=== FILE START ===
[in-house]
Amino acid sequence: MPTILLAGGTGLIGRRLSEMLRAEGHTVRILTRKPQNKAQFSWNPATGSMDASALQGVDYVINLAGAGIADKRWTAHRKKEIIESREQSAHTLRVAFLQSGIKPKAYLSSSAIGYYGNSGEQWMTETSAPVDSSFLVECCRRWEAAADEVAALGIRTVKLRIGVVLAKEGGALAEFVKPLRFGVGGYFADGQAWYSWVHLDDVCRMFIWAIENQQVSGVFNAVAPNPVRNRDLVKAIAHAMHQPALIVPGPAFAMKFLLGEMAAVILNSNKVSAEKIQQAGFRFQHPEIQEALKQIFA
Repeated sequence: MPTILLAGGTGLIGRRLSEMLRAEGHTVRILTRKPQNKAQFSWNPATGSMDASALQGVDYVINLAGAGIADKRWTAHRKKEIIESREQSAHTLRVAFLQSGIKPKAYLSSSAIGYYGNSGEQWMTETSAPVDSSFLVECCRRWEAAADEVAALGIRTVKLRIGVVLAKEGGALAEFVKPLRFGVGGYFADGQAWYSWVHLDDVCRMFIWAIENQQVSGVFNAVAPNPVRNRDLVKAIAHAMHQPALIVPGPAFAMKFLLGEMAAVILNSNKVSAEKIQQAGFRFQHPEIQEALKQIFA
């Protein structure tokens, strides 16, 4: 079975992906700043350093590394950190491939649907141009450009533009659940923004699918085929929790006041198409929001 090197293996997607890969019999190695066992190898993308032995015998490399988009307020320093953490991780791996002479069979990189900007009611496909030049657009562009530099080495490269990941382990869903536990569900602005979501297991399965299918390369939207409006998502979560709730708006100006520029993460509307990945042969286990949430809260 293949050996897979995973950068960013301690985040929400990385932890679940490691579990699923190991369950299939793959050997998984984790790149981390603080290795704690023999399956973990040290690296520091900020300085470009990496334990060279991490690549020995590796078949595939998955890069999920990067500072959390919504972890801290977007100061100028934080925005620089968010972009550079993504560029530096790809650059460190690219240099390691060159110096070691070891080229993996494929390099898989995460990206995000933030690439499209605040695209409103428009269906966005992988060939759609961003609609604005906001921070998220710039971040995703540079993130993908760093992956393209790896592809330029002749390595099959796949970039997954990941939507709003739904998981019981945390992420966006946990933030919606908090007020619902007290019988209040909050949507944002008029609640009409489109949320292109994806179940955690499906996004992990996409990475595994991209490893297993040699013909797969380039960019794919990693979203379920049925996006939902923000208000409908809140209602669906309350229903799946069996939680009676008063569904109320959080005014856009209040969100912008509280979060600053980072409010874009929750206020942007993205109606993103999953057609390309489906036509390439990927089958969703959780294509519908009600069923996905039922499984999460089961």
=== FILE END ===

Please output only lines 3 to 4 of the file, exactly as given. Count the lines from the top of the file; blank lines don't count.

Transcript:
Repeated sequence: MPTILLAGGTGLIGRRLSEMLRAEGHTVRILTRKPQNKAQFSWNPATGSMDASALQGVDYVINLAGAGIADKRWTAHRKKEIIESREQSAHTLRVAFLQSGIKPKAYLSSSAIGYYGNSGEQWMTETSAPVDSSFLVECCRRWEAAADEVAALGIRTVKLRIGVVLAKEGGALAEFVKPLRFGVGGYFADGQAWYSWVHLDDVCRMFIWAIENQQVSGVFNAVAPNPVRNRDLVKAIAHAMHQPALIVPGPAFAMKFLLGEMAAVILNSNKVSAEKIQQAGFRFQHPEIQEALKQIFA
């Protein structure tokens, strides 16, 4: 079975992906700043350093590394950190491939649907141009450009533009659940923004699918085929929790006041198409929001 090197293996997607890969019999190695066992190898993308032995015998490399988009307020320093953490991780791996002479069979990189900007009611496909030049657009562009530099080495490269990941382990869903536990569900602005979501297991399965299918390369939207409006998502979560709730708006100006520029993460509307990945042969286990949430809260 293949050996897979995973950068960013301690985040929400990385932890679940490691579990699923190991369950299939793959050997998984984790790149981390603080290795704690023999399956973990040290690296520091900020300085470009990496334990060279991490690549020995590796078949595939998955890069999920990067500072959390919504972890801290977007100061100028934080925005620089968010972009550079993504560029530096790809650059460190690219240099390691060159110096070691070891080229993996494929390099898989995460990206995000933030690439499209605040695209409103428009269906966005992988060939759609961003609609604005906001921070998220710039971040995703540079993130993908760093992956393209790896592809330029002749390595099959796949970039997954990941939507709003739904998981019981945390992420966006946990933030919606908090007020619902007290019988209040909050949507944002008029609640009409489109949320292109994806179940955690499906996004992990996409990475595994991209490893297993040699013909797969380039960019794919990693979203379920049925996006939902923000208000409908809140209602669906309350229903799946069996939680009676008063569904109320959080005014856009209040969100912008509280979060600053980072409010874009929750206020942007993205109606993103999953057609390309489906036509390439990927089958969703959780294509519908009600069923996905039922499984999460089961």